Monday, May 11, 2015

How and Why I Put Urine To Good Use in My Garden

I've been busy in my gardens whenever I have a hour or two of free time.  The gardens usually take priority over my other hobbies during the day, one of which includes writing articles for the blog.  That is partly the reason for the lack of updates over the past few months, with the other part being that I've had a hard time coming up with topics for posts that haven't already been done by people more experienced and knowledgeable than myself.

All that aside, I want to talk a little about something generally considered a waste product, and how to turn it into a valuable resource. 

Wasted to Worthwhile

Urine is that thing I was referring to.  I have started using my own collected urine as a fertilizer for my edible plants.

Most people would understandably be put-off by this, as the culture of the United States is to consider urine a waste product, something that is "gross" and "unsanitary."  But from a scientific perspective, urine is a wonderful (and relatively safe) resource for growing plants.

First off, urine is unlikely to harbor any harmful pathogens as it is leaving the body.  While it is a stretch to say that urine is completely sterile, the bad bacteria like e. coli and salmonella probably aren't in it unless it was contaminated after leaving the body.  For the truly paranoid among us, research has shown that urine stored for eight days at 86 degrees F will eliminate virtually all bacteria in it.  But if the urine you're using is being collected from yourself or your family, it's most likely harmless.  Sterilization is usually necessary when the urine is also contaminated with feces.  Not an issue in home collection for the garden.

Urine has an NPK ratio of about 11:1:2, which makes it ideal for fertilizing plants like lettuce, where the leaves are harvested as the edible part.  It is also ideal for heavy nitrogen feeders like corn.  This PDF has all the info on various plants that benefit substantially from urine fertilization, as well as others plants that benefit from it, but not quite as much.  Add in some wood ash, however, and you have a super inexpensive, commercial-grade fertilizer.

I have not personally mixed wood ash with my urine to fertilize my plants, but I pour diluted fresh urine around my leafy greens, such as lettuce, spinach, and kale.  I also give small amounts to my tomatoes, beets and green beans, but only once or twice a week.  I don't want the plants that need to produce flowers for fruit to become vegetative monsters from the high nitrogen content.

Beets looking good.

Urine-fertilized lettuce is bountiful this year, and the kale behind it is gaining some size.

My tomatoes have really started growing now that the temps are getting into the 80s.

If I have to pee a lot, any extra urine gets dumped on the compost.  Using urine as a fertilizer/compost additive not only reuses something that generally goes to waste, but also helps conserve water by not having to flush the toilet as often.  It brings us another step closer to being self-reliant in our own back yard.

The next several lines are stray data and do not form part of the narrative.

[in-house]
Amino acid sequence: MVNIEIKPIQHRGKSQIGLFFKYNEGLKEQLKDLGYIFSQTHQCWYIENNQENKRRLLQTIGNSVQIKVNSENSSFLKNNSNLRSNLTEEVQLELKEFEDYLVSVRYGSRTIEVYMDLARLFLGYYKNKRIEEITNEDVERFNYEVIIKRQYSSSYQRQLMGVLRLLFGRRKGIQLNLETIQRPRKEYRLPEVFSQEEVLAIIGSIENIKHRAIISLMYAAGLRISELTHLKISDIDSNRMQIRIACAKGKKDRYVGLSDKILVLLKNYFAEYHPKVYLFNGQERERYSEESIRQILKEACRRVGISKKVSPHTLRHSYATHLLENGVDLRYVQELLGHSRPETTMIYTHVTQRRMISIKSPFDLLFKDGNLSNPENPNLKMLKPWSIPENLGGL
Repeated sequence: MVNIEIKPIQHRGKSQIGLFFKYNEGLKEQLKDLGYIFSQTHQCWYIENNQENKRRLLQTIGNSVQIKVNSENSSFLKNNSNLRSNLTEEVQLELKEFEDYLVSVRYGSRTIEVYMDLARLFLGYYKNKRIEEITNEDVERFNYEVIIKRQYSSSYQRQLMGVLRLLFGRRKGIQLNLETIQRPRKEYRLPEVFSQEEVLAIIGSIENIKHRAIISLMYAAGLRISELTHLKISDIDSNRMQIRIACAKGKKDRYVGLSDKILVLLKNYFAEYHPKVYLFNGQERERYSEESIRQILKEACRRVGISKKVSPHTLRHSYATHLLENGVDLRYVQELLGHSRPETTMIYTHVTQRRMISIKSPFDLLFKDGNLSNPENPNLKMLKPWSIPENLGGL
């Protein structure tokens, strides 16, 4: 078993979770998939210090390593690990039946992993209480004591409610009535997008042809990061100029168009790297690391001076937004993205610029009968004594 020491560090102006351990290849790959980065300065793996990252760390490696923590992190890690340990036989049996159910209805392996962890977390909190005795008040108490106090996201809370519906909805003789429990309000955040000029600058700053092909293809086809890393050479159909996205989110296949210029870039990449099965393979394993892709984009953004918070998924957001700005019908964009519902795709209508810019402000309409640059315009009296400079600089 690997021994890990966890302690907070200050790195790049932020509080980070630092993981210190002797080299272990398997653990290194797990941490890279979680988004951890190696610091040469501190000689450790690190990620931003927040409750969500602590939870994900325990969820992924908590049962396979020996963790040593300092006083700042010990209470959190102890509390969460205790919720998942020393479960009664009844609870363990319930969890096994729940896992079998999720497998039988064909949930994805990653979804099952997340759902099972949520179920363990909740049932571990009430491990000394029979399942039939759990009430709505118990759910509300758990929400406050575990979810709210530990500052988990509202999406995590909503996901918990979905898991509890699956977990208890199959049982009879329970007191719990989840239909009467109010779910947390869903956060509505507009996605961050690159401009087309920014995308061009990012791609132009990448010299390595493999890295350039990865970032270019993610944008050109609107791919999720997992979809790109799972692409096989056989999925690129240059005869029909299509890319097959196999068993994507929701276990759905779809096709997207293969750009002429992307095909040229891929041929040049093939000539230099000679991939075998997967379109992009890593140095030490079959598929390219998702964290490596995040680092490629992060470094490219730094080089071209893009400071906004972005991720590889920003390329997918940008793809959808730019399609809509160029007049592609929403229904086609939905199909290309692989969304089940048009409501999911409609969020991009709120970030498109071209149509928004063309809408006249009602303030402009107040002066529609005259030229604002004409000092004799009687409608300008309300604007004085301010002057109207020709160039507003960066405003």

Now, using urine from healthy individuals as plant fertilizer should be no problem, hygienically speaking.  However, if you or your family members have a UTI or some other type of infection, it might be best to not use your pee on your edible plants until the issue is resolved.  I couldn't find any specific examples of urine spreading infectious disease, but better safe than sorry.  I've also heard concerns about prescription drugs lingering in the soil, supposedly deposited by urine.  There is some concern that the plants might take up trace amount of these drugs during their growth.  As before, I haven't read any specific examples of this occurring, but in this case, I am a bit skeptical of any risks of this being hazardous to health in any way.  Until further research is conducted, though, you may not want to use urine to fertilize plants if you are taking medications... just to be safe.

I also use my urine to fertilize my flowering plants.  They seem to enjoy it.
Despite the relatively low risk of pathogenic agents being in human urine, the World Health Organization still has some basic guidelines on how to minimize risk of infection even further:

  • Refrain from using urine as a fertilizer at least one month before the plant is to be consumed

Given the results and the relative safety of using urine as fertilizer, I will be putting my own supply to good use in my garden.

Hope you enjoyed this quick article on a "home made" fertilizer.  I want to have more frequent updates to the blog as the garden work transitions from "getting everything going" to more of a maintenance mode.

My next article topic will be on the water-saving ground feature, swales, and I plan on showcasing my own designed swales in my small suburban garden.  If we can ever get some decent rainfall here in the mountains of North Carolina, maybe I can make a video of them in use as well!  Until then, keep at those gardens.  I know I will.

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